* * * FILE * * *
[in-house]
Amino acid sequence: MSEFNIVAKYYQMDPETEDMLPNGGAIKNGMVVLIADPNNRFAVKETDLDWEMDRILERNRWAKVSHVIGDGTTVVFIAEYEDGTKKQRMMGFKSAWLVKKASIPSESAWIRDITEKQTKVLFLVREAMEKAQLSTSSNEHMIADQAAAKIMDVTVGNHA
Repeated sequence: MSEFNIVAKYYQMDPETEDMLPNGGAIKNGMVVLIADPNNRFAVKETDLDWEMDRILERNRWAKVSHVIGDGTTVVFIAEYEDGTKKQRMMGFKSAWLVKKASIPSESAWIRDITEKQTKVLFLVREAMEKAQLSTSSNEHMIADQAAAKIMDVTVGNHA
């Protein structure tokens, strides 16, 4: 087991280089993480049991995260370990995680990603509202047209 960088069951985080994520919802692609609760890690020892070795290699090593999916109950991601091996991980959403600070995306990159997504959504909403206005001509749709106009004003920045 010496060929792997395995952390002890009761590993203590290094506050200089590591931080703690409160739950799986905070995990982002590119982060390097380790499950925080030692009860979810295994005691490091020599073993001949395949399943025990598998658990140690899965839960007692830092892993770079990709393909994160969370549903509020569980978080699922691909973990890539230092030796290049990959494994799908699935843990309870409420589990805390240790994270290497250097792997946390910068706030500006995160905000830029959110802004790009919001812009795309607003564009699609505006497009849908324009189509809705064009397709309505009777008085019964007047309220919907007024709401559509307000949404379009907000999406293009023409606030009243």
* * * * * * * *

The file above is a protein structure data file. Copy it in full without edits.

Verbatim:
[in-house]
Amino acid sequence: MSEFNIVAKYYQMDPETEDMLPNGGAIKNGMVVLIADPNNRFAVKETDLDWEMDRILERNRWAKVSHVIGDGTTVVFIAEYEDGTKKQRMMGFKSAWLVKKASIPSESAWIRDITEKQTKVLFLVREAMEKAQLSTSSNEHMIADQAAAKIMDVTVGNHA
Repeated sequence: MSEFNIVAKYYQMDPETEDMLPNGGAIKNGMVVLIADPNNRFAVKETDLDWEMDRILERNRWAKVSHVIGDGTTVVFIAEYEDGTKKQRMMGFKSAWLVKKASIPSESAWIRDITEKQTKVLFLVREAMEKAQLSTSSNEHMIADQAAAKIMDVTVGNHA
């Protein structure tokens, strides 16, 4: 087991280089993480049991995260370990995680990603509202047209 960088069951985080994520919802692609609760890690020892070795290699090593999916109950991601091996991980959403600070995306990159997504959504909403206005001509749709106009004003920045 010496060929792997395995952390002890009761590993203590290094506050200089590591931080703690409160739950799986905070995990982002590119982060390097380790499950925080030692009860979810295994005691490091020599073993001949395949399943025990598998658990140690899965839960007692830092892993770079990709393909994160969370549903509020569980978080699922691909973990890539230092030796290049990959494994799908699935843990309870409420589990805390240790994270290497250097792997946390910068706030500006995160905000830029959110802004790009919001812009795309607003564009699609505006497009849908324009189509809705064009397709309505009777008085019964007047309220919907007024709401559509307000949404379009907000999406293009023409606030009243």